“Devastated. Frightened. Powerless. Helpless. Shocked”. That’s how women have described learning about the fact that they would not be allowed to have a partner or immediate family with them in hospital at all stages of giving birth, or when they went in for crucial pregnancy scans. According to Make Birth Better, a pregnancy charity, one woman described having to have her c-section alone without any family present as the “hardest thing she has ever had to do.”
When lockdown ended, NHS Trusts were advised by the Department of Health that they no longer needed to restrict partners or immediate family from supporting women during pregnancy scans and labour. On 8th September again the UK Government issued clear guidance to NHS Trusts across England stating that partners are allowed into hospitals to support their pregnant partners, so the devastation and helplessness felt by some pregnant women does not persist. However, many NHS Trusts across the country are still imposing restrictions on support visitors during scans and early labour, and some Trusts still don’t allow visitors in at all throughout pregnancy.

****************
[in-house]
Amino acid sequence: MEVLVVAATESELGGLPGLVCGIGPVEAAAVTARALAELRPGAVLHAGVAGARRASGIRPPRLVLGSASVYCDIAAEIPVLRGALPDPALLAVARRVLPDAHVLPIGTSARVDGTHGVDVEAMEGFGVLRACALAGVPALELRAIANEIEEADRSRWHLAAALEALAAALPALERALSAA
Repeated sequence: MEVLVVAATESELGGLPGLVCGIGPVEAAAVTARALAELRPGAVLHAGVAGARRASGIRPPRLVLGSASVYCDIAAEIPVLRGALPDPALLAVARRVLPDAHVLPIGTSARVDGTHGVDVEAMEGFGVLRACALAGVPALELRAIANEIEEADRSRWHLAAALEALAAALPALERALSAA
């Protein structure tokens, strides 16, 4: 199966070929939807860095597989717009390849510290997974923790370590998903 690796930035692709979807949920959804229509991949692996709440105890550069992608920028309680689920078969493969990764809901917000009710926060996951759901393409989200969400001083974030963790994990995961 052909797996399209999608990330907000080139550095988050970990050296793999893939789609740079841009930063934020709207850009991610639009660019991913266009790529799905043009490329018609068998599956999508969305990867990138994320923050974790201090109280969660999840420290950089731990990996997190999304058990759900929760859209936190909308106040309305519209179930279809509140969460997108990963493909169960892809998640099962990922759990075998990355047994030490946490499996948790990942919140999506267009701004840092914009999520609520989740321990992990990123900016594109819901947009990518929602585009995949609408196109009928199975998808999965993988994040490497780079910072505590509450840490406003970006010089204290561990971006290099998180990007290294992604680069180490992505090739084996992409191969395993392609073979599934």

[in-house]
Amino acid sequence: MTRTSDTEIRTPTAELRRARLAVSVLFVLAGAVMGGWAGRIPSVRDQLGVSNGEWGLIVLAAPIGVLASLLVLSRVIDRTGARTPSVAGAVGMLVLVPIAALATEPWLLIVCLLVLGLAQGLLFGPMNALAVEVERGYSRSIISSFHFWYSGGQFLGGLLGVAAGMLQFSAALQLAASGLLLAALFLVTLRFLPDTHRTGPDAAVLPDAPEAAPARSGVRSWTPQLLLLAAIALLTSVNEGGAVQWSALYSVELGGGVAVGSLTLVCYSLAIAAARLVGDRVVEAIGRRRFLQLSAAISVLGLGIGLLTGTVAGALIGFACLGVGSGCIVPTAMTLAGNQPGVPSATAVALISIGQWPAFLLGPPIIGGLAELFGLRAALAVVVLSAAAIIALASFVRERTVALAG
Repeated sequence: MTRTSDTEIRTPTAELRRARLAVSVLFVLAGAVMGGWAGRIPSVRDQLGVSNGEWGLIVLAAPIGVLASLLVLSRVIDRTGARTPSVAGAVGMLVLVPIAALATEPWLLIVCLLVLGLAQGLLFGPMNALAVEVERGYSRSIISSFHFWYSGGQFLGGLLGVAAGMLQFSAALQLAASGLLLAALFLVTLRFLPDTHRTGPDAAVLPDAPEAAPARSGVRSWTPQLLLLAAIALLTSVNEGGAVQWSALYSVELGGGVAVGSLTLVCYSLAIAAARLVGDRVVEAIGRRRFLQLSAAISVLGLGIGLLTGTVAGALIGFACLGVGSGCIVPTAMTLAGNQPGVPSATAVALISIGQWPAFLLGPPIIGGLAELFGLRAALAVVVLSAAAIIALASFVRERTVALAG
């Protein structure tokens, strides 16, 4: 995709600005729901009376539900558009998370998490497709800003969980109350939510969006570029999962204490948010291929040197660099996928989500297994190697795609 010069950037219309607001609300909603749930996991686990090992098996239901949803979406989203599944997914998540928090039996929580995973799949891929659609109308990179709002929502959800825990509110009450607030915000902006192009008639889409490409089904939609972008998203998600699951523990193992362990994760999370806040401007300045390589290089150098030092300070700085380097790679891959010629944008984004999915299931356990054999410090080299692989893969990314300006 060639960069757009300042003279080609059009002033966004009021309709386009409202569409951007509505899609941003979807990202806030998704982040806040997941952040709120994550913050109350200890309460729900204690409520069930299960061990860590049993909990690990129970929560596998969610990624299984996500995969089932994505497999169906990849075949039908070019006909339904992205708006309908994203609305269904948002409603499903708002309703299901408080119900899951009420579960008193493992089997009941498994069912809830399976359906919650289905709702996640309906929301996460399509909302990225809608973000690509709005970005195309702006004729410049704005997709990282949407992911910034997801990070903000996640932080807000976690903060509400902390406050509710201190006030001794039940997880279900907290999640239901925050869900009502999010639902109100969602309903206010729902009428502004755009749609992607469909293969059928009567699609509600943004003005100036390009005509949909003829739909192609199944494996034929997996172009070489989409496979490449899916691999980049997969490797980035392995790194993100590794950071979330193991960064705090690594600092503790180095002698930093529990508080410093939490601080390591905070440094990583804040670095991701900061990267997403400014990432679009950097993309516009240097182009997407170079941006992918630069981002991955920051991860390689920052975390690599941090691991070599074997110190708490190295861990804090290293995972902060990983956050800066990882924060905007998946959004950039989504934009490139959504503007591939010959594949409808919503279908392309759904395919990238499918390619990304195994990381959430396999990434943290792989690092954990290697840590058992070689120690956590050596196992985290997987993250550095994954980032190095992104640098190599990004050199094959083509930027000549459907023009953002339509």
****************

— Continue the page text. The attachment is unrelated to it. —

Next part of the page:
This must change. Pregnant women are owed nothing less than having their loved ones with them during some of the most intense moments of their lives. To support them, and to advocate for them.
That is why Christian Wakeford MP is calling on Pennine Care NHS Foundation Trust to immediately loosen restrictions on having supportive persons with pregnant women during all pregnancy scans and during every stage of labour, including early labour. Christian Wakeford MP is joining the national campaign started by Alicia Kearns MP, from Rutland and Melton.
Christian Wakeford MP said, “Lots of pregnant women have contacted me to explain their experiences going through anti-natal appointments and scans without the support of their partners, made far worse if anything tragically goes wrong with the pregnancy.
As the father of a young daughter, I cannot imagine not having been present for key parts of the pregnancy journey with my wife, to support her and experience the beginnings of fatherhood.
That’s why I am calling upon Pennine Care NHS Foundation Trust to do the right thing and allow partners to accompany women to their hospital appointments.”